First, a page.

|Specify the mode that will be used to scan the original image or document. Choose the scan mode that corresponds to the type of the image you scan:
In the Image Type list,
click the following item:
| ||Text documents
||Lineart B/W |
| ||Text documents or drawings
||Halftone B/W |
| ||Uncolored images with shades of gray (black and white photos)
||Gray 256 Scales |
| ||Color images at lower color resolution (drawings, figures, schemes)
||256 Colors |
| ||Color images at higher color resolution (color photos, posters, etc)
||True Color (R,G,B) ||The available options are:
- True Color (R,G,B) — In this scan mode, your scanner captures 24 bits (8 bit per channel R,G and B) of color image information for every dot (pixel) in the resulting scanned image. RGB simply stands for Red-Green-Blue, a color model in which every color is composed of a varying amount of the colors red, green, and blue. Therefore it is possible to produce over 16 million colors using this mode.
If you choose True Color (R,G,B) mode, you can get excellent color details from your scanner, but it requires considerable disk space to store the resulting file.
- 256 colors — In this scan mode, your scanner will produce images that contain only 256 colors. If a color in the original image does not match one of these colors, the program chooses the closest one or simulates the color using available colors. In the 256 colors mode, 8 bits are needed for every dot (pixel) in the resulting scanned image.
To store an image scanned using 256 Color mode, you will need approximately 1/3 of the space required to save a 24-bit True Color image.
- Gray 256 Scales — In this scan mode, your scanner will produce images that contain more than just black and white, and include actual shades of gray. In a grayscale image, each pixel has more bits of information encoded in it, allowing more shades to be recorded and shown. To reproduce a photo-realistic 256 shades of gray, 8 bits are needed for every dot (pixel) in the resulting scanned image.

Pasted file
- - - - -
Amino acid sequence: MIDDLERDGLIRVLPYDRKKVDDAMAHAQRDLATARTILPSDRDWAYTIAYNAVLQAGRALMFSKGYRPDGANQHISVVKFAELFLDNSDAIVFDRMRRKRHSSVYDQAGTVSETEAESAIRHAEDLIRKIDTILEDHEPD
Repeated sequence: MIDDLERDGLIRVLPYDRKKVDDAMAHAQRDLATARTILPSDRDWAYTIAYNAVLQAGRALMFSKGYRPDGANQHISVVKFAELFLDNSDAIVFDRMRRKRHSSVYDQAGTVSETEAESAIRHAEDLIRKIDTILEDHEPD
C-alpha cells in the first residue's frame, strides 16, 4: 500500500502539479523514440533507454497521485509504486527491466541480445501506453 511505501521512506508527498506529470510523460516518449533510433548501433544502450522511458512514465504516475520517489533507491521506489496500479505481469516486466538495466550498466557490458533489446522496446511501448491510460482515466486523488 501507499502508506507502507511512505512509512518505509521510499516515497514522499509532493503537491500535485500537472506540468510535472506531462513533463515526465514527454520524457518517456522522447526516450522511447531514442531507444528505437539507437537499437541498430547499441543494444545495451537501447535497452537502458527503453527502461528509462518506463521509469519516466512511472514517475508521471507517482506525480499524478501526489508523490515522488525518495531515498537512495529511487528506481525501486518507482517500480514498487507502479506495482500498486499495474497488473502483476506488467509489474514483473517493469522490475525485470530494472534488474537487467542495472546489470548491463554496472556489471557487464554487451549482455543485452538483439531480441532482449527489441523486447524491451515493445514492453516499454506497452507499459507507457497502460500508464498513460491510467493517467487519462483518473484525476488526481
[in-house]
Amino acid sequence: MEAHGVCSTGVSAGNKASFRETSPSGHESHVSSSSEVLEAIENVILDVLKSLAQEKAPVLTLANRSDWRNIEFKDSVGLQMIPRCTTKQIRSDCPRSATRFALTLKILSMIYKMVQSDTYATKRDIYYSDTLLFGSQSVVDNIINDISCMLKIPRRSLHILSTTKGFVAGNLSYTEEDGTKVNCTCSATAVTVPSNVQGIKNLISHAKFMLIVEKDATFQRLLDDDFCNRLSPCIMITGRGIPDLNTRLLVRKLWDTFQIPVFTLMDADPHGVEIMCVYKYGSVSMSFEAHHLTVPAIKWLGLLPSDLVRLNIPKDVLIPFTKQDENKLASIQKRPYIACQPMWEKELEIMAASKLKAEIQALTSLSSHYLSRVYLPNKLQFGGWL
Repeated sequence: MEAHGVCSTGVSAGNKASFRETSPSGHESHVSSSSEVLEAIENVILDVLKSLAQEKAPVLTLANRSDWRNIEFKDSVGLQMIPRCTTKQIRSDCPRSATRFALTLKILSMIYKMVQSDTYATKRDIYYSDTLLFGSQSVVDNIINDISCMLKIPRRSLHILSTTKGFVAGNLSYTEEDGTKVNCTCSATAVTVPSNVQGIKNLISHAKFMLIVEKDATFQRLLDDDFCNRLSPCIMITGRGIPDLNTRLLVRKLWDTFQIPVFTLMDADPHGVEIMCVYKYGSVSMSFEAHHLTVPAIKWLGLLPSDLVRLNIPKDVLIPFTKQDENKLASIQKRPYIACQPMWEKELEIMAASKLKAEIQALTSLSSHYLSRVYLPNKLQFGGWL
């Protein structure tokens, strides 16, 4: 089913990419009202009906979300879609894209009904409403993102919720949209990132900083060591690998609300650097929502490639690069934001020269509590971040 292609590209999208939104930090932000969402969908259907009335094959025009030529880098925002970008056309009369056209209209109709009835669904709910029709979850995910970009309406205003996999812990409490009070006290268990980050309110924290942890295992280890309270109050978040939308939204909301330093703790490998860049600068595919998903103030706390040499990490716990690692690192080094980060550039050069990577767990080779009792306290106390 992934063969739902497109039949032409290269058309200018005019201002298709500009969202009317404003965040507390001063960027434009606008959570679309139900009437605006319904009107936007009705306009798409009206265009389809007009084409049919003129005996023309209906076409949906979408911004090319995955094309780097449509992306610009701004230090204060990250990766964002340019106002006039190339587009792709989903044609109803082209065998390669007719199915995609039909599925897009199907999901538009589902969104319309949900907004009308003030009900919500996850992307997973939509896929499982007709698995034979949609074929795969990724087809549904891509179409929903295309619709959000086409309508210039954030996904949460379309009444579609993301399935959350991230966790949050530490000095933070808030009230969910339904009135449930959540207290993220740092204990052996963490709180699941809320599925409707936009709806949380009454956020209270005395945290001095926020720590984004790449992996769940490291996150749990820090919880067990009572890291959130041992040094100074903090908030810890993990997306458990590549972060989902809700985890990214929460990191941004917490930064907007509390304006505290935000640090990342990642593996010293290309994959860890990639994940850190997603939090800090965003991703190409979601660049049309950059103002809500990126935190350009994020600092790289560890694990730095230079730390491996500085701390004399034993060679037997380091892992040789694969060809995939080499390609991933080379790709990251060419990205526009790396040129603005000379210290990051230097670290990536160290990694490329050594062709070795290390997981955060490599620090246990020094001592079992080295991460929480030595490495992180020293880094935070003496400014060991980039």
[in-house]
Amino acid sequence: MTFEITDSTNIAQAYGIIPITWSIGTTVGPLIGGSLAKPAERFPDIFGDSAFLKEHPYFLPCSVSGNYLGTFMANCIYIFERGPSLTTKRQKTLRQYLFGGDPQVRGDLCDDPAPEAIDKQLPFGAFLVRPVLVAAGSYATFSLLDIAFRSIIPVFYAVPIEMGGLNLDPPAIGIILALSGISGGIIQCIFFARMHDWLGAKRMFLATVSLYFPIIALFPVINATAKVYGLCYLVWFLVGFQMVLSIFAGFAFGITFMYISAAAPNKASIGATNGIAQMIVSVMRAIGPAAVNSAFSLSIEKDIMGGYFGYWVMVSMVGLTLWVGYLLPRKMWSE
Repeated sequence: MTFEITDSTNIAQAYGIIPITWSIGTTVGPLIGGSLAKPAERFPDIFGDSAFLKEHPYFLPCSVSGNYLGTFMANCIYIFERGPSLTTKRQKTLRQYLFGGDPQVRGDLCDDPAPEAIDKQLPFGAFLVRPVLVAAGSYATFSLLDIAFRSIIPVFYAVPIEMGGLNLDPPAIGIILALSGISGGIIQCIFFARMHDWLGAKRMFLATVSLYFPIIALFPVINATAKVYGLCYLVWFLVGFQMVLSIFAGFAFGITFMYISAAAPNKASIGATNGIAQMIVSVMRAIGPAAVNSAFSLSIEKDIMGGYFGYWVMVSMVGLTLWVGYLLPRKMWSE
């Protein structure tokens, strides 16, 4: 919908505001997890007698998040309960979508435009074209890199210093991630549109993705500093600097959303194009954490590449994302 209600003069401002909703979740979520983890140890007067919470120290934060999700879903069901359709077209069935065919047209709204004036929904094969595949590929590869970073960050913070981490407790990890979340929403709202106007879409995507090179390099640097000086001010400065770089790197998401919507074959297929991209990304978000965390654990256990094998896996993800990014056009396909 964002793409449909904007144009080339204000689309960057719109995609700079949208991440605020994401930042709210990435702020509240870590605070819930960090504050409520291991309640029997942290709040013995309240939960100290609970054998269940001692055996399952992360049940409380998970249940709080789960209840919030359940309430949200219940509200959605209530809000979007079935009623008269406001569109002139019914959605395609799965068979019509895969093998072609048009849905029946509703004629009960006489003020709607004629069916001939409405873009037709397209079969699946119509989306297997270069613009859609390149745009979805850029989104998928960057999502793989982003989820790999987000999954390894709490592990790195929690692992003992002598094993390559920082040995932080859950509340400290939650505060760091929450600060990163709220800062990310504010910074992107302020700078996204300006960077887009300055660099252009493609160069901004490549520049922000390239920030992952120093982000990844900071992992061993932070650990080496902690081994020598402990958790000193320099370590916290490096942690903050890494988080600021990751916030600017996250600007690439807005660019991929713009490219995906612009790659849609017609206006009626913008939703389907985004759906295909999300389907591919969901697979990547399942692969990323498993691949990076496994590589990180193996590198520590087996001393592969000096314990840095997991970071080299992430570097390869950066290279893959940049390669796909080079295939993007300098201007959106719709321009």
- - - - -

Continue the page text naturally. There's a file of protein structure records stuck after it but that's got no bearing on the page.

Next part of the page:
To store an image scanned using 256 Gray Scales mode, you will need approximately 1/3 of the space required to save a 24-bit True Color image.
- Halftone B/W — In this scan mode, the images you will get from the scanner are composed of a pattern of black dots that fool the eye into seeing shades of gray. Examples of halftone images are the pictures you see in a newspaper. These images usually look very coarse. Because this image type uses only 1-bit for every dot (pixel) (like B/W Document, lineart), the resulting file size is smaller than gray scale or color.
- Lineart B/W — In this scan mode, your scanner will produce images in 1-bit Lineart, showing image details in black and white only. Lineart is a good choice for printed text or pen-and-ink drawings. To reproduce an image scanned using Lineart B/W mode, only 1-bit of color information is required for each pixel. The space required to store this image is only about 1/8 of that required to save 8-bit Grayscale image.